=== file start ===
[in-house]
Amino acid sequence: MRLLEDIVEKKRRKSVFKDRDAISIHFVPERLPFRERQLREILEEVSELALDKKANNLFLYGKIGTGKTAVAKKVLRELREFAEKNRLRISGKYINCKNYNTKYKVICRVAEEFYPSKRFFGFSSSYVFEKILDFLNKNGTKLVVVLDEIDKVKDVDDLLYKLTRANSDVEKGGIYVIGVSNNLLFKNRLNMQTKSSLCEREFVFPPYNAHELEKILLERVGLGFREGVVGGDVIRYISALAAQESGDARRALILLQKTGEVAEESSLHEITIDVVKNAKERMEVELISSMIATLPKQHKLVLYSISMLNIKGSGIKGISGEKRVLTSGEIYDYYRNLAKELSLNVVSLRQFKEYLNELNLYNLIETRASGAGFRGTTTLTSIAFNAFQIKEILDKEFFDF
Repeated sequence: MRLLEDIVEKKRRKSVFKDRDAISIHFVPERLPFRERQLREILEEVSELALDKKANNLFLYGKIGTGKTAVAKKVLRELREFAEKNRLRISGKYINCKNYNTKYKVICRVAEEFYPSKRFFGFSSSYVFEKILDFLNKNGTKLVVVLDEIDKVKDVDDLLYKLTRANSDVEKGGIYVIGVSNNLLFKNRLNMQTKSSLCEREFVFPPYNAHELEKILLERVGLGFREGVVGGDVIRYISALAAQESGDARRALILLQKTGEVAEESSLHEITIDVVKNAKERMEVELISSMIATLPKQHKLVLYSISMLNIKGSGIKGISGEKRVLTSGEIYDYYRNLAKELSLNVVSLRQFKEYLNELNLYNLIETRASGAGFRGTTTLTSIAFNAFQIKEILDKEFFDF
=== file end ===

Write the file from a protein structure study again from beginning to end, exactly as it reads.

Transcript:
[in-house]
Amino acid sequence: MRLLEDIVEKKRRKSVFKDRDAISIHFVPERLPFRERQLREILEEVSELALDKKANNLFLYGKIGTGKTAVAKKVLRELREFAEKNRLRISGKYINCKNYNTKYKVICRVAEEFYPSKRFFGFSSSYVFEKILDFLNKNGTKLVVVLDEIDKVKDVDDLLYKLTRANSDVEKGGIYVIGVSNNLLFKNRLNMQTKSSLCEREFVFPPYNAHELEKILLERVGLGFREGVVGGDVIRYISALAAQESGDARRALILLQKTGEVAEESSLHEITIDVVKNAKERMEVELISSMIATLPKQHKLVLYSISMLNIKGSGIKGISGEKRVLTSGEIYDYYRNLAKELSLNVVSLRQFKEYLNELNLYNLIETRASGAGFRGTTTLTSIAFNAFQIKEILDKEFFDF
Repeated sequence: MRLLEDIVEKKRRKSVFKDRDAISIHFVPERLPFRERQLREILEEVSELALDKKANNLFLYGKIGTGKTAVAKKVLRELREFAEKNRLRISGKYINCKNYNTKYKVICRVAEEFYPSKRFFGFSSSYVFEKILDFLNKNGTKLVVVLDEIDKVKDVDDLLYKLTRANSDVEKGGIYVIGVSNNLLFKNRLNMQTKSSLCEREFVFPPYNAHELEKILLERVGLGFREGVVGGDVIRYISALAAQESGDARRALILLQKTGEVAEESSLHEITIDVVKNAKERMEVELISSMIATLPKQHKLVLYSISMLNIKGSGIKGISGEKRVLTSGEIYDYYRNLAKELSLNVVSLRQFKEYLNELNLYNLIETRASGAGFRGTTTLTSIAFNAFQIKEILDKEFFDF